On Mondays and Wednesdays from 12:15 until 12:45 p.m., Aumock leads a class called Mat Science. This class is a com­bi­nation Pilates, yoga, balance training, and tai chi.

This class focuses on the core, empha­sizing strength, flex­i­bility, mus­cular endurance, coor­di­nation, balance, and good posture, with a much lower chance of injury than with other forms of exercise. Aumock has taught per­sonal training and group fitness for 33 years to a wide variety of people.

With years of expe­rience, you know how each fitness level and age adapts to exercise,” Aumock said. “I’ve worked with people from age 13 to age 84 and no matter the age, it’s important for me to not just stand in the front of the room and have them mirror what I do, but actually walk around, talk to them, and help them with the exercise.”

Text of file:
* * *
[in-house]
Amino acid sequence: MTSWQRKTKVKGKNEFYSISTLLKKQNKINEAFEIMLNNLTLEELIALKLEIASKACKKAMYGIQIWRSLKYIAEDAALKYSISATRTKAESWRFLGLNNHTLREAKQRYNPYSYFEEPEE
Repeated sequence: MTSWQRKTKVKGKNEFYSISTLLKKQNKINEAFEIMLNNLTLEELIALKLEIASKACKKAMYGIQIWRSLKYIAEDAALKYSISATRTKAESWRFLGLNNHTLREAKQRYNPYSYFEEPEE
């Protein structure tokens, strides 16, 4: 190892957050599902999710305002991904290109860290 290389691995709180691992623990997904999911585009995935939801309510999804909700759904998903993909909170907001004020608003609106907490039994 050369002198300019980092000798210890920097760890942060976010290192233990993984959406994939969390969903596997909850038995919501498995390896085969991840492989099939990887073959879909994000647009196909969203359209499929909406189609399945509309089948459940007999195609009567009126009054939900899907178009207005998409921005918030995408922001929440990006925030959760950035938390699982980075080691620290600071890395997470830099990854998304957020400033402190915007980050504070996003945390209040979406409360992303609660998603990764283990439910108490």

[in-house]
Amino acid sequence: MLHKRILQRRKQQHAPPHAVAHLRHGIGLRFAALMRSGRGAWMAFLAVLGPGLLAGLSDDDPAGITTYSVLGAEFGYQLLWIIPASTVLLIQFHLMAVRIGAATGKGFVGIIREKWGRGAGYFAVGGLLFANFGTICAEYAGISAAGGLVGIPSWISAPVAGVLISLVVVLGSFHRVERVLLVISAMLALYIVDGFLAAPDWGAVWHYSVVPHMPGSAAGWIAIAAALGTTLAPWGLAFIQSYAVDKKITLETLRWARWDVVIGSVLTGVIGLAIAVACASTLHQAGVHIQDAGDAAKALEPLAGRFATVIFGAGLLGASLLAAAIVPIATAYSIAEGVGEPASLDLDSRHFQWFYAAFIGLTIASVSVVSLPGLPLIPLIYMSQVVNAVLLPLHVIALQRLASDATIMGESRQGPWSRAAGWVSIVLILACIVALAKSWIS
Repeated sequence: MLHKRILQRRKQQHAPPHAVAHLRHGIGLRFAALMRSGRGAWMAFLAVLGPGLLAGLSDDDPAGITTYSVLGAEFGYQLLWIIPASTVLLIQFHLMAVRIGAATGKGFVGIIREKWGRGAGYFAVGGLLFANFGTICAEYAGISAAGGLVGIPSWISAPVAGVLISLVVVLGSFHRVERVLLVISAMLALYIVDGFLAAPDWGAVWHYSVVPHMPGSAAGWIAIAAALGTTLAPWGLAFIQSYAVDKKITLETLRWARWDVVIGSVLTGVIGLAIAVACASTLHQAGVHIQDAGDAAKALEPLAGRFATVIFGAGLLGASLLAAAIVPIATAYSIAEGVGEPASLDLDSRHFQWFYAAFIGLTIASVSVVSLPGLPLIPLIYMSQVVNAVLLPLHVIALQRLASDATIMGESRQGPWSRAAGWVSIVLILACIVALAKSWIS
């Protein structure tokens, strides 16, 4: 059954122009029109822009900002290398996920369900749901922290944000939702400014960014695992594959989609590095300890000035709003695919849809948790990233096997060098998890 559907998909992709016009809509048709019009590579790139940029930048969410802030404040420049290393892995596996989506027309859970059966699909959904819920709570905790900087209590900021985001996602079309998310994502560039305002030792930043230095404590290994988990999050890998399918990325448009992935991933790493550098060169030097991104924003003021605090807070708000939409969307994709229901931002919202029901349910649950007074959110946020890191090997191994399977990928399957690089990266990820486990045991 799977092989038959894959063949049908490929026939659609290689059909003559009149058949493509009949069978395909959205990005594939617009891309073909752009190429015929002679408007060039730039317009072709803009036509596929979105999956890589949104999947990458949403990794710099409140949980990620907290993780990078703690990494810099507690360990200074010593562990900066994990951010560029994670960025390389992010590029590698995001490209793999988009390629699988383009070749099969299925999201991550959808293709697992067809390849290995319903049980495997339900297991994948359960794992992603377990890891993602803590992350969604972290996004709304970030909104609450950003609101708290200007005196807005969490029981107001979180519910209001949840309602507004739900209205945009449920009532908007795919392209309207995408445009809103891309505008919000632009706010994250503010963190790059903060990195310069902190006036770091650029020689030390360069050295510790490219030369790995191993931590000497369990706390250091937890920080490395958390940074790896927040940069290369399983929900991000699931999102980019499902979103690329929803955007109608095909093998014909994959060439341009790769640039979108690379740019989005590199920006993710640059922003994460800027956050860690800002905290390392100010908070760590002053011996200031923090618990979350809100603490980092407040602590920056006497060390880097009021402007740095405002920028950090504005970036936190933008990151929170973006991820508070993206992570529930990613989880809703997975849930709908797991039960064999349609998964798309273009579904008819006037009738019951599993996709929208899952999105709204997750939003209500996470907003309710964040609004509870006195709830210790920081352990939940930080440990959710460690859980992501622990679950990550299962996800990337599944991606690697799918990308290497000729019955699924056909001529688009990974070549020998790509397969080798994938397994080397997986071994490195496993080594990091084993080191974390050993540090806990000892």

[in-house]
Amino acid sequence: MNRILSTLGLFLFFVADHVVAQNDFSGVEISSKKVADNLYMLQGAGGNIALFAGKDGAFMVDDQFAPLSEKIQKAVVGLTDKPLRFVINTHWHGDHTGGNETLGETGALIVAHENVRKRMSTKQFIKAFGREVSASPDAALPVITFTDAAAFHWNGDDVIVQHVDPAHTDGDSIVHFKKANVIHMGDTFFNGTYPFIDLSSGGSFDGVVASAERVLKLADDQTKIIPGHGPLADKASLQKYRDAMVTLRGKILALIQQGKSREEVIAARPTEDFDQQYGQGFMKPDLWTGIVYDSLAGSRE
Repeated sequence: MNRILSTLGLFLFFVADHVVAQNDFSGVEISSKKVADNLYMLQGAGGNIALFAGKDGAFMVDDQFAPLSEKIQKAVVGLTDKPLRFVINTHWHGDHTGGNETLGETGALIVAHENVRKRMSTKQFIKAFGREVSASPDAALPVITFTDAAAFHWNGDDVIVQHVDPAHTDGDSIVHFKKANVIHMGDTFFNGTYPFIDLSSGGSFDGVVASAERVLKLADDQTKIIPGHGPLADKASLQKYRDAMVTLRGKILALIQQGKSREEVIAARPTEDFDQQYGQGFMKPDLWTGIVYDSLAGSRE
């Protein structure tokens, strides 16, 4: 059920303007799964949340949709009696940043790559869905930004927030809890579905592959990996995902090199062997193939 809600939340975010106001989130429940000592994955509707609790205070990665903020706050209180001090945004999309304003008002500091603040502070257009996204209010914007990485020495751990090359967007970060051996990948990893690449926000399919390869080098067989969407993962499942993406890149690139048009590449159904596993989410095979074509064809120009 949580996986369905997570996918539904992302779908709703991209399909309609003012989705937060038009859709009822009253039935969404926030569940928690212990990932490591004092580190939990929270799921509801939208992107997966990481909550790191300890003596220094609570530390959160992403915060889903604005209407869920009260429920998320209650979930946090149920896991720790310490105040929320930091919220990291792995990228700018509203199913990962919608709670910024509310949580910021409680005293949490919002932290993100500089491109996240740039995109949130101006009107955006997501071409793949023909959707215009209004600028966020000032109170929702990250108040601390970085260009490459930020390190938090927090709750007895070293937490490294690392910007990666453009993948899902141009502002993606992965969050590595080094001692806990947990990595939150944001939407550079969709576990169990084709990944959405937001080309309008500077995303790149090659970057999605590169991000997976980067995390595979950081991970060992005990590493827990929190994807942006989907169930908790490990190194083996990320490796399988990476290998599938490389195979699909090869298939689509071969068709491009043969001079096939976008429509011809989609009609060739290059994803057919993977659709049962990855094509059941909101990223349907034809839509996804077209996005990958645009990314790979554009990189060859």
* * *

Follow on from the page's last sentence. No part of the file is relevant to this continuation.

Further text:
She encourages people of all ages and fitness back­grounds to come out and try her classes.

“I really enjoy teaching weight training to beginners who are feeling like it’s intim­i­dating to walk into the weight room,” Aumock said. “I like teaching that person because it’s helping them. It helps build their self-esteem. I like making people feel good about them­selves, and they do after they exercise; that’s the chem­icals in the brain working.”

Fitness Fusion with Alesia

Aumock also teaches what she said she believes to be the most popular and all-time favorite class, Fitness Fusion. This class is held on Mondays from 5:15 until 6:15 p.m.

“It used to be called Kickbox Circuit, but that was too old-fash­ioned, so I renamed it to Fitness Fusion,” Aumock said. “That just shows you that it has hung in there forever.”